GOP base opposes progress

GOP BASE OPPOSES PROGRESS…. It’s hard to say whether Republican Party leaders on the Hill or in the RNC have any genuine interest in moving the party back towards the political mainstream, but in some ways, it doesn’t really matter. Even if GOP leaders saw the utility of moderating the party, the Republican base wouldn’t allow it.

A quick tour through the week’s headlines suggests the Republican Party is beginning to come to terms with the last election and that consensus is emerging among GOP elites that the party needs to move away from discordant social issues.

There was Sen. John McCain’s daughter and his campaign manager who last week demanded that their fellow Republicans embrace same-sex marriage. Utah Gov. Jon Huntsman — the most devoted modernizer among the party’s 2012 hopefuls — won approving words from New York Times columnist Frank Rich for his call to downplay divisive values issues. The party’s top elected leaders in Congress, meanwhile, spooked by being attacked as the “party of no,” were recasting themselves as a constructive, respectful opposition to a popular president.

But outside Washington, the reality is very different. Rank-and-file Republicans remain, by all indications, staunchly conservative, and they appear to have no desire to moderate their views…. There is little appetite for compromise on what many see as core issues, and the road to the presidential nomination lies — as always — through a series of states where the conservative base holds sway, and where the anger appears to be, if anything, particularly intense.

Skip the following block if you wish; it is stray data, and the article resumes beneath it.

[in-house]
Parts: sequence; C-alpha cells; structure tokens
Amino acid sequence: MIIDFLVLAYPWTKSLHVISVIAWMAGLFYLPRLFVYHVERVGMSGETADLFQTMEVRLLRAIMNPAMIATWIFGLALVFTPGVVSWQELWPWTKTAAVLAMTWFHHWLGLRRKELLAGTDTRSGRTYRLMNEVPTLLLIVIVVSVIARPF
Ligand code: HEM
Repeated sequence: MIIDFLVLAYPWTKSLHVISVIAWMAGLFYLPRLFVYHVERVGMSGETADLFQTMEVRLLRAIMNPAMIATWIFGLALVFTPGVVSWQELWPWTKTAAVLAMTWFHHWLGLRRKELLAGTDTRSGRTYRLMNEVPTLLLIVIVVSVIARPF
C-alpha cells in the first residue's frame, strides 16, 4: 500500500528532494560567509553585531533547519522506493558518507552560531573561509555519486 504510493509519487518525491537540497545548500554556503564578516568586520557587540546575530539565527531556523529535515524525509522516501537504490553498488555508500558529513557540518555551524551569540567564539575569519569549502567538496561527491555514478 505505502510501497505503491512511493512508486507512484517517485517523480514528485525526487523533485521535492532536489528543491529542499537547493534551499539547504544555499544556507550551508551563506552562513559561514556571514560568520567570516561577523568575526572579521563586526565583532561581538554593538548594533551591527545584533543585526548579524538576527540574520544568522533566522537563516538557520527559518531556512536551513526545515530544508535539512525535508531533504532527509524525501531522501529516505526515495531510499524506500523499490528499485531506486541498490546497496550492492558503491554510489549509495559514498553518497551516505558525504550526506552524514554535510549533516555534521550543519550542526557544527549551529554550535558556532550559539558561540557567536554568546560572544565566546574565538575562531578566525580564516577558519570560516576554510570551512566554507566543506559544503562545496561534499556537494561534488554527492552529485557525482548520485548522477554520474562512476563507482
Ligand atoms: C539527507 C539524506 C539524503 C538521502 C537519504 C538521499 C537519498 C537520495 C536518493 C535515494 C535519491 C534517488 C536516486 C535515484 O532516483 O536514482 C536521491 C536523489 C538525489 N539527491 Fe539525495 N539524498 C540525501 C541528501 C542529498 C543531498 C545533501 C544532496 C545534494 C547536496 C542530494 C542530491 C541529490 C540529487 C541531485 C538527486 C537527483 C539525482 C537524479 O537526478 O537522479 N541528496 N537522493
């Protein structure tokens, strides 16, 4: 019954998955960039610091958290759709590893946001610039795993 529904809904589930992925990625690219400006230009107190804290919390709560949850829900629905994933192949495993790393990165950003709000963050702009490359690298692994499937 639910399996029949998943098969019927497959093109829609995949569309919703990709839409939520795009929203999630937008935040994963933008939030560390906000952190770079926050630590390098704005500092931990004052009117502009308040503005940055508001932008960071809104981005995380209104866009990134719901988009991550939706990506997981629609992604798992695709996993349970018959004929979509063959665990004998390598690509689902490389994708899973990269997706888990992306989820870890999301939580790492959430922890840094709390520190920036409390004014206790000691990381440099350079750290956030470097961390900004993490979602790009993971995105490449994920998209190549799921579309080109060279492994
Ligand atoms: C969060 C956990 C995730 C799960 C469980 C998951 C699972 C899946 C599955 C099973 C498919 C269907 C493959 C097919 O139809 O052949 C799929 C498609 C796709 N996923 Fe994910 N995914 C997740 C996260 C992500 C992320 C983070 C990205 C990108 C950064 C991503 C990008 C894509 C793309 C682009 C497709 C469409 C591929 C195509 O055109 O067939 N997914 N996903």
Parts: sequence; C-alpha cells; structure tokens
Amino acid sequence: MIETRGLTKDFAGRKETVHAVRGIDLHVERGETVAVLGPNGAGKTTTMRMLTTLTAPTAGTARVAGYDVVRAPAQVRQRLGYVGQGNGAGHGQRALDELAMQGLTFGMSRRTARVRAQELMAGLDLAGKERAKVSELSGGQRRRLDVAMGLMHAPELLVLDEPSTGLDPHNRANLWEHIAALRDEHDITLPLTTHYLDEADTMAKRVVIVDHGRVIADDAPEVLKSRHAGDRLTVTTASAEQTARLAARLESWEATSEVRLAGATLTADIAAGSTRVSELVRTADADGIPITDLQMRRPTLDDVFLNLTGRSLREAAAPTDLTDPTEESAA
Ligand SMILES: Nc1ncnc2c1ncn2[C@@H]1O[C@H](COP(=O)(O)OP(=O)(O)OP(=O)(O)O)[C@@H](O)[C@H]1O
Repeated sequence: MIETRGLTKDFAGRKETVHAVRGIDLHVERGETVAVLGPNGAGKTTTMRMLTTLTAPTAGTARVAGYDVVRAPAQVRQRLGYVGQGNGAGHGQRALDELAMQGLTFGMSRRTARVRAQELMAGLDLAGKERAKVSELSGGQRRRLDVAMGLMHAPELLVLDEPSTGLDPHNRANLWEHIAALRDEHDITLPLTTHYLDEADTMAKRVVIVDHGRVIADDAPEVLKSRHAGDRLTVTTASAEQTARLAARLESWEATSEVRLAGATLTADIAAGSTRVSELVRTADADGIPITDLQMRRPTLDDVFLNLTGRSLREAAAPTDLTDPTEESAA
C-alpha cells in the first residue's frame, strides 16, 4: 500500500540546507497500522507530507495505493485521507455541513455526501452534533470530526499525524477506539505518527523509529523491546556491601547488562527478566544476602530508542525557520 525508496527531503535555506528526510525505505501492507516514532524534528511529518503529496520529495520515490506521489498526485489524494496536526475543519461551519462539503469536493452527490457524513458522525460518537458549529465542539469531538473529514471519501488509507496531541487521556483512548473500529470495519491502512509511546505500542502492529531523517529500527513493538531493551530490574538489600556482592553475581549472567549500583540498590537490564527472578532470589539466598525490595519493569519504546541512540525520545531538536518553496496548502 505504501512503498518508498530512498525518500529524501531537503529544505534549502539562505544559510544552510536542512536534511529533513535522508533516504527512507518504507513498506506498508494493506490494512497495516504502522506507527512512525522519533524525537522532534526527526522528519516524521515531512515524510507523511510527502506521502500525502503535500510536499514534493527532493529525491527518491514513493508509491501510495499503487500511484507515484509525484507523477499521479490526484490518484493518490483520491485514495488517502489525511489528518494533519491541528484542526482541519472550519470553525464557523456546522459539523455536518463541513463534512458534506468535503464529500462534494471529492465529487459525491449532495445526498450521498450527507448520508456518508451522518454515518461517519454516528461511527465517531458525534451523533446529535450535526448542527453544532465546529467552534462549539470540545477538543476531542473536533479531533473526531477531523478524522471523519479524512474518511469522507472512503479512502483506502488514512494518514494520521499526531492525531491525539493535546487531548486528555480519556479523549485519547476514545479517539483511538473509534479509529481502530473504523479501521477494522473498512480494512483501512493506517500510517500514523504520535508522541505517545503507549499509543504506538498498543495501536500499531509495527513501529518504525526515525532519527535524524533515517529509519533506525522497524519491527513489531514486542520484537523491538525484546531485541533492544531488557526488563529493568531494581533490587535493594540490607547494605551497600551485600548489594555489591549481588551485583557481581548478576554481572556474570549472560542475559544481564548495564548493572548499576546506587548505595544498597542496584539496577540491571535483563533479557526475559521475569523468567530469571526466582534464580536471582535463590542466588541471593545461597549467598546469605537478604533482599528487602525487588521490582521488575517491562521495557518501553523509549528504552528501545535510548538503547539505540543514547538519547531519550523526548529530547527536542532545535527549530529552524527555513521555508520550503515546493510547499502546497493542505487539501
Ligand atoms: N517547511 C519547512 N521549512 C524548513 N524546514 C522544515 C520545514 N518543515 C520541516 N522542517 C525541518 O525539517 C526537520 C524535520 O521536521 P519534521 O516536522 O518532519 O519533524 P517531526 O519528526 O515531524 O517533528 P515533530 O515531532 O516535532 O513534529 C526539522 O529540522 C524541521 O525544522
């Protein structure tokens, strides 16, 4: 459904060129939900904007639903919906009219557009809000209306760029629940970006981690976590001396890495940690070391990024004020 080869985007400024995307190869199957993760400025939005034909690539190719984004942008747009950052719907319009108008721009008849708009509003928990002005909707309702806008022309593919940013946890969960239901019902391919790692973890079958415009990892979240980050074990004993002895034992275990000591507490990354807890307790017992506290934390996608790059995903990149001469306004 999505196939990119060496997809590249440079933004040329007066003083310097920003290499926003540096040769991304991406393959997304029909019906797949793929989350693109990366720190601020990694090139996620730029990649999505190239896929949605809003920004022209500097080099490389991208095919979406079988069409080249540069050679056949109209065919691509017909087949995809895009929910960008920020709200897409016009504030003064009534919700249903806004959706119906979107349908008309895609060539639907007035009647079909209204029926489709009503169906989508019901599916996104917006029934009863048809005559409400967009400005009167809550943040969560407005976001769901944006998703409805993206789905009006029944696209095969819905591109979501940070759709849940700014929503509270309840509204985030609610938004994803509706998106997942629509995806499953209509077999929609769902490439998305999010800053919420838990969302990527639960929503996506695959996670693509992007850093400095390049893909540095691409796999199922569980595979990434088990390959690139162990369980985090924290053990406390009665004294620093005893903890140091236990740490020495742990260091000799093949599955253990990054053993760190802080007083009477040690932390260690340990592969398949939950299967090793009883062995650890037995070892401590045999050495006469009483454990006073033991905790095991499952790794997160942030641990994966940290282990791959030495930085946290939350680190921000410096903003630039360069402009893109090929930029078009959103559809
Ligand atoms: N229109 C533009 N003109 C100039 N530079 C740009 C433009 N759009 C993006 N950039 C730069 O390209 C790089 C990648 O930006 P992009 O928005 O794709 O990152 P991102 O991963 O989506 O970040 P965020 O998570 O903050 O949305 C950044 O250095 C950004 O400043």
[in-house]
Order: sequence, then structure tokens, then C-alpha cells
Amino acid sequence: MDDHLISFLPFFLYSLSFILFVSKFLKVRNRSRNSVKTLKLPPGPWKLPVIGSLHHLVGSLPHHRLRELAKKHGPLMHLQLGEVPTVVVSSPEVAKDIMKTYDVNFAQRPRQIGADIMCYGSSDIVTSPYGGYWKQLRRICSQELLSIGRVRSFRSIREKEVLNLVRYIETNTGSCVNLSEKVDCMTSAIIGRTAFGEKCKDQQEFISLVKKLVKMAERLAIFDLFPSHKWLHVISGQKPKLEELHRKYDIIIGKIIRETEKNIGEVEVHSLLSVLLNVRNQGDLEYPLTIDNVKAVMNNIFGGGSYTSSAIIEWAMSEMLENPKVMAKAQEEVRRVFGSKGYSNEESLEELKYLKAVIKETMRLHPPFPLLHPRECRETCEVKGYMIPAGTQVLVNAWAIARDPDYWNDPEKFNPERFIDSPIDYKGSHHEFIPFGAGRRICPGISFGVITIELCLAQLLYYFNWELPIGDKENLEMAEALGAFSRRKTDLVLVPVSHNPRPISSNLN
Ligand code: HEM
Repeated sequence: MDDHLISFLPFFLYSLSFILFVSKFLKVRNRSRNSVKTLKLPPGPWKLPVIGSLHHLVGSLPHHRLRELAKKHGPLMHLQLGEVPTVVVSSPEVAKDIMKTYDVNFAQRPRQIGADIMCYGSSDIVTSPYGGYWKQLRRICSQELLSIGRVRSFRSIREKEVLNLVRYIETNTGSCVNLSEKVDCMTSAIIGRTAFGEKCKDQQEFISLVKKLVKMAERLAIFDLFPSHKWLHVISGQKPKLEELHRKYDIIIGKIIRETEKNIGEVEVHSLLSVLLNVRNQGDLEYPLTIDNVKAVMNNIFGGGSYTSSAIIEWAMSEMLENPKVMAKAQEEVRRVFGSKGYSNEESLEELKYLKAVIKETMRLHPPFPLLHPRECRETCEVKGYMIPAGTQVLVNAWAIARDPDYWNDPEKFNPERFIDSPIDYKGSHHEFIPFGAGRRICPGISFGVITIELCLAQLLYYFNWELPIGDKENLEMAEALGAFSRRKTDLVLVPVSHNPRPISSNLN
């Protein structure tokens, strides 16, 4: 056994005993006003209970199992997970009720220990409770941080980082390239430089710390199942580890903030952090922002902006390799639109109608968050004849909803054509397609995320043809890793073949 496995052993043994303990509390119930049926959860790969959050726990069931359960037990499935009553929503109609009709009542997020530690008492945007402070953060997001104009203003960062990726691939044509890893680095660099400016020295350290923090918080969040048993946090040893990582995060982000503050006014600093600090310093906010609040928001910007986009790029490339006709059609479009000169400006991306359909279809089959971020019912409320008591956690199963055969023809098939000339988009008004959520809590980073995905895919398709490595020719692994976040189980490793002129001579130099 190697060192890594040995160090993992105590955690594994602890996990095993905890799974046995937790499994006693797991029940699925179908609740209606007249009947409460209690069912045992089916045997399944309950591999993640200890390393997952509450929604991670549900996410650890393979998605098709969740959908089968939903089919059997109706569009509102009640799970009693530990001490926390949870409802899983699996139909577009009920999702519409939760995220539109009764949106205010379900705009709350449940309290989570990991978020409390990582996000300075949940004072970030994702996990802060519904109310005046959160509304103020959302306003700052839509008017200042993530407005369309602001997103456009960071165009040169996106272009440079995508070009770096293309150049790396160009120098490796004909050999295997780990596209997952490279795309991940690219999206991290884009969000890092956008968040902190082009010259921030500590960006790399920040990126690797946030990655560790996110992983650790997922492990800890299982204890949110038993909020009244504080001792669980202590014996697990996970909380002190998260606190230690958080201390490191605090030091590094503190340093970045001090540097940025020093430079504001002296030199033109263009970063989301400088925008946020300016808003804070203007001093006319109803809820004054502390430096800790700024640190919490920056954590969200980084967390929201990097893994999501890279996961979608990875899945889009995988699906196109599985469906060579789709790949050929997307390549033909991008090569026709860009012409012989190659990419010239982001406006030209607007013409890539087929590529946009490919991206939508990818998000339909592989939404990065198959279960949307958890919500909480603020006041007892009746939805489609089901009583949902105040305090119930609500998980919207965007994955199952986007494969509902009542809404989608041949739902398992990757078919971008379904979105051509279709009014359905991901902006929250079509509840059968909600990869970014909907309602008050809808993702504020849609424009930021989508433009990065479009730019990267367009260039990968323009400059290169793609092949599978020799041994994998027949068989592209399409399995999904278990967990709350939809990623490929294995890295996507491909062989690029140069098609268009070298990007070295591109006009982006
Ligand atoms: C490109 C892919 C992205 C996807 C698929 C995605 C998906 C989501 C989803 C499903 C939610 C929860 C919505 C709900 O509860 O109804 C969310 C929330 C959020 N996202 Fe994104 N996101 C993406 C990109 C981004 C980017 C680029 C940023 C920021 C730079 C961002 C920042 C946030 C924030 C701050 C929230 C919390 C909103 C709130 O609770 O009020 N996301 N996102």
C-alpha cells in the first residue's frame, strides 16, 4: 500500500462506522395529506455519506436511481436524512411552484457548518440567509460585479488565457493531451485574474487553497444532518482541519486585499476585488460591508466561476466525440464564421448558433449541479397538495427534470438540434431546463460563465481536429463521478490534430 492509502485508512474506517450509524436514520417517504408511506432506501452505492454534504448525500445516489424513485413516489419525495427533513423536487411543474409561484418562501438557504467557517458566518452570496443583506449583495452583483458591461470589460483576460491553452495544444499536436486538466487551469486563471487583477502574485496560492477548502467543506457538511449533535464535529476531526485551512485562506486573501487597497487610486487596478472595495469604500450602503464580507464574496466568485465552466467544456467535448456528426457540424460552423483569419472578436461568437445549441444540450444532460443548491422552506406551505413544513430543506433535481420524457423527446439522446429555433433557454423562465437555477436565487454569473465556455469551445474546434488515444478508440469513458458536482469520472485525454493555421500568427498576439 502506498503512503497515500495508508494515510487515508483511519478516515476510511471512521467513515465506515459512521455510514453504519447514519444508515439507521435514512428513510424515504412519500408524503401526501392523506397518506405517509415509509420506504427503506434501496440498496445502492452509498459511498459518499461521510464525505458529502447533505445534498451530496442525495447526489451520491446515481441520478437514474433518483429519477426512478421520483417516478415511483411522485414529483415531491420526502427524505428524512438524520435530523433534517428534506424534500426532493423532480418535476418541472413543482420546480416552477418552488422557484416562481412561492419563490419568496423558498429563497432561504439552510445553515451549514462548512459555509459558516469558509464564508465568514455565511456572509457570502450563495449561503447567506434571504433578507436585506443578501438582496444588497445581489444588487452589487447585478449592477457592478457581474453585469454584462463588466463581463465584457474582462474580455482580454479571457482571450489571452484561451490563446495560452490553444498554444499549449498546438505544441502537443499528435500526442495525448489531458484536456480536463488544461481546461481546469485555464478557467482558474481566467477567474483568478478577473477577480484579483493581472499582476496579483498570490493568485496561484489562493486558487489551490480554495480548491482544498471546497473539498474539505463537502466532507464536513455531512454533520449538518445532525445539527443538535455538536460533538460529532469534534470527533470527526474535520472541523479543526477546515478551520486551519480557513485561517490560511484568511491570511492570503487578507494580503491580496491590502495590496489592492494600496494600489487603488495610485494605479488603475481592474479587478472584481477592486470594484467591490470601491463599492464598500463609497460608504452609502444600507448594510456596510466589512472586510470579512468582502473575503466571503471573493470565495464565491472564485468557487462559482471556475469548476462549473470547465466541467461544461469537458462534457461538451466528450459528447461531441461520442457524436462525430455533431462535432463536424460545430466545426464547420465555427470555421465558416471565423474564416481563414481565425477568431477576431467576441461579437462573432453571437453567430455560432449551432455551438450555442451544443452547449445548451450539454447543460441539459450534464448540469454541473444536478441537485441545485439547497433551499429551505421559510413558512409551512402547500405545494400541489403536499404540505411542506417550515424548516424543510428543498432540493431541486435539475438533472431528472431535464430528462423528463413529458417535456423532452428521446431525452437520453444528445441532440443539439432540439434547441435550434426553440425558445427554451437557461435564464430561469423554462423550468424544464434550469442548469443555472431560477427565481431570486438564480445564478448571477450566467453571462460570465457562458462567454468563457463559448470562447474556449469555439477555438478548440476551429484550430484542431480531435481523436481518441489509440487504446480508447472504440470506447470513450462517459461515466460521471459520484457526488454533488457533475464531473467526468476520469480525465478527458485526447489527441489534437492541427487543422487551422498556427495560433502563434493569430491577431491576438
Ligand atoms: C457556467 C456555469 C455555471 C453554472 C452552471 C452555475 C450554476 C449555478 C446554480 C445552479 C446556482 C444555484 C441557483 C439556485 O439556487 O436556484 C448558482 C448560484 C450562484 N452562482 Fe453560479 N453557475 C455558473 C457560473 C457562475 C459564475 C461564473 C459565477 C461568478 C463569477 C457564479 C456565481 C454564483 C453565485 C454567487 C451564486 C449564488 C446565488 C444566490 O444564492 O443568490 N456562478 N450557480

Katon Dawson, the outgoing South Carolina Republican Party chairman, added, “There is a sense of rebellion brewing.” It’s not clear who would be the target of this rebellion, but the comments certainly sound menacing, don’t they?

These rank-and-file Republicans that make up the party’s base have a straightforward agenda — make the party as right-wing as they can on issues such as immigration, taxes, and marriage equality. “I’ve never seen the grass-roots quite as motivated, concerned and angry,” said Steve Scheffler, the head of the Iowa Christian Alliance and the state’s RNC committeeman.

It’s not that there are no voices trying to pull the party in the other direction — the Main Street Republican Partnership, the Republican Majority for Choice, and the Log Cabin Republicans exist — it’s just that those voices are hopeless, powerless, and ignored.

The result is obvious: a Republican Party that stays exactly as it is now. Same coalitions, same priorities, same ideology, same agenda.

If the GOP were a credible and competitive national party, leaving things as-is might be a sensible approach. But given reality, it’s hardly a recipe for success.